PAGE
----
the response, transition to the appropriate state. In the meantime, each
of the Okay/Delayed/Offline states can get events indicating the web
service’s current status. It seems to me like this is appropriately
handled by the “Super state” Connected rather than duplicating this
functionality across multiple sub states.

As you can imagine from the example given above, jamming all of this
functionality into a single class would result in a pretty huge class
(hundreds or even thousands of lines).

I would like to offload some of that logic to other classes and have a
state transition “hand off” to another class while everything is still
controlled by the same overall machine. So, I guess what I want is a
machine to be able to encompass multiple classes.

Does anyone else have any experience with this gem and building machines
with more complex use-cases than the examples? Am I trying to shoe-horn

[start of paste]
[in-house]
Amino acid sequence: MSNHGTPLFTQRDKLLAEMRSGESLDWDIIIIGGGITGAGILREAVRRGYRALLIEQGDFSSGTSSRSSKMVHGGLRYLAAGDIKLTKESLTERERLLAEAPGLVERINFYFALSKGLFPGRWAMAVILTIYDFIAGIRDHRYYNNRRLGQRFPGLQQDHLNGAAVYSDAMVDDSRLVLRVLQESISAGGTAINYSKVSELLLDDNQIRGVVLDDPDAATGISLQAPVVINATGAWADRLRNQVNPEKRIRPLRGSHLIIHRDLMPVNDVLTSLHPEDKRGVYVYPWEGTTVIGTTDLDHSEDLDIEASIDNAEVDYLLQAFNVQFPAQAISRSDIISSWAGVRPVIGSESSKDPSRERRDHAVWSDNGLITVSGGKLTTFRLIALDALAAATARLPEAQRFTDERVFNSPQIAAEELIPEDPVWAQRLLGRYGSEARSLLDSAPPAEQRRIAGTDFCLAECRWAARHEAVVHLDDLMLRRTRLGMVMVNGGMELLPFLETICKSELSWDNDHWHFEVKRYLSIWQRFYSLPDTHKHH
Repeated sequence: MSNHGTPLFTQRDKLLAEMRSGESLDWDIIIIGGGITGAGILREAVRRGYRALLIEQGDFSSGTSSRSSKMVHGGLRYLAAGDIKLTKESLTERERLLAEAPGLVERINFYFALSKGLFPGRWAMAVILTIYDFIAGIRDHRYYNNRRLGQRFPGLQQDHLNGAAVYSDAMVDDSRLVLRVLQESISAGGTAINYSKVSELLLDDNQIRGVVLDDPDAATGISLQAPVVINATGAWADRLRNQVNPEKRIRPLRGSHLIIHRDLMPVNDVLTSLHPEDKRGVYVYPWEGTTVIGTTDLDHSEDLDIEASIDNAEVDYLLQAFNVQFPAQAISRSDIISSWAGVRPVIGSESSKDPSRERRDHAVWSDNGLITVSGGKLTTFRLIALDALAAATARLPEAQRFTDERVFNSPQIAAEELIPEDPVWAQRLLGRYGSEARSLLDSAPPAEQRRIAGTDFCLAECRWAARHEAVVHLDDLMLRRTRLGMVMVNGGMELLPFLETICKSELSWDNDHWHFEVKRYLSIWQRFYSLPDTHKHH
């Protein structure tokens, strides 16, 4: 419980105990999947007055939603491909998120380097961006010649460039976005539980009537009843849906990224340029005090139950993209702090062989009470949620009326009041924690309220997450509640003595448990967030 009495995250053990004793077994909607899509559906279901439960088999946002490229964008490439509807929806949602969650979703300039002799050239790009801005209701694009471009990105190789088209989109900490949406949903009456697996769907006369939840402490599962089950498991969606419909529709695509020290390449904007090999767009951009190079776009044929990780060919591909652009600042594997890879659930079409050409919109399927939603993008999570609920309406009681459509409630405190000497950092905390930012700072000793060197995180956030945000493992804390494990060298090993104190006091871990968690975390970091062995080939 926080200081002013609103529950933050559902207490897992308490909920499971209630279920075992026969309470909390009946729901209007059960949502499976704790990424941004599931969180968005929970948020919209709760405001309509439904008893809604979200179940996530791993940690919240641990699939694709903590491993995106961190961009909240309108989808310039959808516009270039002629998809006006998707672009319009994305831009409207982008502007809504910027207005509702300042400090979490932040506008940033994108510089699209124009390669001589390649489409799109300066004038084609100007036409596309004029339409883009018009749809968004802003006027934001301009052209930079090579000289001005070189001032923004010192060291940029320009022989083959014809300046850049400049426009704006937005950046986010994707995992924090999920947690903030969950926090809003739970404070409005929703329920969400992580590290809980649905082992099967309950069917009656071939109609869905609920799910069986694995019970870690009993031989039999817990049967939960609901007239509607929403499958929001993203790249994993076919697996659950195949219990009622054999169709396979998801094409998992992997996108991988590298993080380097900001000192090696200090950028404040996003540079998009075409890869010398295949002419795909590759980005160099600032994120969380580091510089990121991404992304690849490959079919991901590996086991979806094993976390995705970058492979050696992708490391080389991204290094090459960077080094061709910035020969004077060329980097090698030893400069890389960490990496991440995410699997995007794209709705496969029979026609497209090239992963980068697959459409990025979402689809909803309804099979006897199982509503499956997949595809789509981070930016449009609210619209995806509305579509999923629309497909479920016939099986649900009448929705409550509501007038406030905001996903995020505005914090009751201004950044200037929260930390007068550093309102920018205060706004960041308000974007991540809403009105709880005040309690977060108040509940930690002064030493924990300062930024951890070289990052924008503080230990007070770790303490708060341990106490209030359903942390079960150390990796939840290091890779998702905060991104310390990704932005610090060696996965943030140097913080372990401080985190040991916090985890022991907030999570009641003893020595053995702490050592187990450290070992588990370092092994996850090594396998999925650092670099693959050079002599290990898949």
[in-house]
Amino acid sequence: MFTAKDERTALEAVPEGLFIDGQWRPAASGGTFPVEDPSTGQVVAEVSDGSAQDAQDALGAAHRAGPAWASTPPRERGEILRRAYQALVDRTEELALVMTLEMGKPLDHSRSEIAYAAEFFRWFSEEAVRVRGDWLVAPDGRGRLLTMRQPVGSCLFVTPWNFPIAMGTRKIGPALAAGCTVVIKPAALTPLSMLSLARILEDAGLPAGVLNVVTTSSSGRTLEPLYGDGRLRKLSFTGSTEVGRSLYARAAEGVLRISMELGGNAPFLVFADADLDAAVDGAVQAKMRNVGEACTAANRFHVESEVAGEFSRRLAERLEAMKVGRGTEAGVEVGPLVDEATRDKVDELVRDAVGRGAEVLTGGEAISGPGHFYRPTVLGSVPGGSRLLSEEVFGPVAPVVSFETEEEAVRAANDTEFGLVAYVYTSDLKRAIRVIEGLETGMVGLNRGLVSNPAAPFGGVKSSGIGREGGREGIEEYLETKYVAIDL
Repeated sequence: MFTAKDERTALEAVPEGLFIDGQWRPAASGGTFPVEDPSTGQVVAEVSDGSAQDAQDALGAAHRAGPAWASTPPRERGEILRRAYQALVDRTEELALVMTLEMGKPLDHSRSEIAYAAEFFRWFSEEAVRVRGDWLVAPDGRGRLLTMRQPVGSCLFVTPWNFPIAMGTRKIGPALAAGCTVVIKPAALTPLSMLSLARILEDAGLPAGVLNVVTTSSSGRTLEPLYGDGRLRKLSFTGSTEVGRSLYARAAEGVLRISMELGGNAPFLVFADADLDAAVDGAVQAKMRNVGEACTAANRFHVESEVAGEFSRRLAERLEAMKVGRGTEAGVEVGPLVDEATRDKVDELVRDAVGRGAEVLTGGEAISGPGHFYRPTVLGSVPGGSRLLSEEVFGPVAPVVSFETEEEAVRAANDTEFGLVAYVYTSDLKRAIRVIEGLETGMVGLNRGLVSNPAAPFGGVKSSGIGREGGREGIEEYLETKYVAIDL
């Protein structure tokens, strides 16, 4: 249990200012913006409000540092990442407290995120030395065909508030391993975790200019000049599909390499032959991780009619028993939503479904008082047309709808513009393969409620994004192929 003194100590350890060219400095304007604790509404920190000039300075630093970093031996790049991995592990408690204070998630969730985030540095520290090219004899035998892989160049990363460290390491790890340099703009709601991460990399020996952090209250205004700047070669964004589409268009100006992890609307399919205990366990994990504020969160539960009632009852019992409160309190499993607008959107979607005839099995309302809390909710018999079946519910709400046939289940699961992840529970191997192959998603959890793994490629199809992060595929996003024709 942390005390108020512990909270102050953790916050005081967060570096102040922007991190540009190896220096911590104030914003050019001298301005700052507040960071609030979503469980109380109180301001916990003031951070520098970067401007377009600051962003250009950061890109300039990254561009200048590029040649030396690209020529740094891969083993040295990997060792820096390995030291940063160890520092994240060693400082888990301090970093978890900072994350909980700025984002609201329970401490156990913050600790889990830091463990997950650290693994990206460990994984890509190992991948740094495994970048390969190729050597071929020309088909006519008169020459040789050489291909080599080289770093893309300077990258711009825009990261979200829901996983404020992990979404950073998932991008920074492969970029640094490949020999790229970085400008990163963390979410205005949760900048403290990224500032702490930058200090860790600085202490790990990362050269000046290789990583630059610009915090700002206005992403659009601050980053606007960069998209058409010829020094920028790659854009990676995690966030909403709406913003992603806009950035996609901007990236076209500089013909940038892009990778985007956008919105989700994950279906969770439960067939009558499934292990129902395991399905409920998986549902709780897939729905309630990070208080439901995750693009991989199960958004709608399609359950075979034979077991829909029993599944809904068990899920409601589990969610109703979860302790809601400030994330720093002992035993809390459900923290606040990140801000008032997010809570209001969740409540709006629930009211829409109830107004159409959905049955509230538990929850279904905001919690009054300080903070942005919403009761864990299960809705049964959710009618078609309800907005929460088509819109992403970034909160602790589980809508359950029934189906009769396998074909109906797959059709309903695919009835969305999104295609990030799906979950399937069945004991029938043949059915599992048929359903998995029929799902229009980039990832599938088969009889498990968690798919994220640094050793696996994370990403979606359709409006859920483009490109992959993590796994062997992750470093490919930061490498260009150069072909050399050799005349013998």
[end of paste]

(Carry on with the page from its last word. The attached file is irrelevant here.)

this gem into a use-case that it isn’t suited to solving? Should I
consider using a different statemachine gem? Suggestions?

cr

[1] https://github.com/pluginaweek/state_machine

Chuck

Just a quick thought… I admit that I did not look too deep into
this… but in principle, you should be able to break a complex state
machine into a network of simpler ones. By “network” I mean that the
simpler state machines are interconnected by the fact the the “output”
of one machine is the “input” of another machine.

See if you can break down your model in a way that fits this paradigm.

BR,

Oren

Chuck R. wrote in post #1004925:

I’m working on a somewhat complex project that really begs for a state
machine to keep the logic all straight. I’ve been playing with the
state_machine [1] gem the last several days to see if it’s suitable. I
like the syntax and feature set, but I’m having difficulty mapping its
capabilities into code.

Does anyone else have any experience with this gem and building machines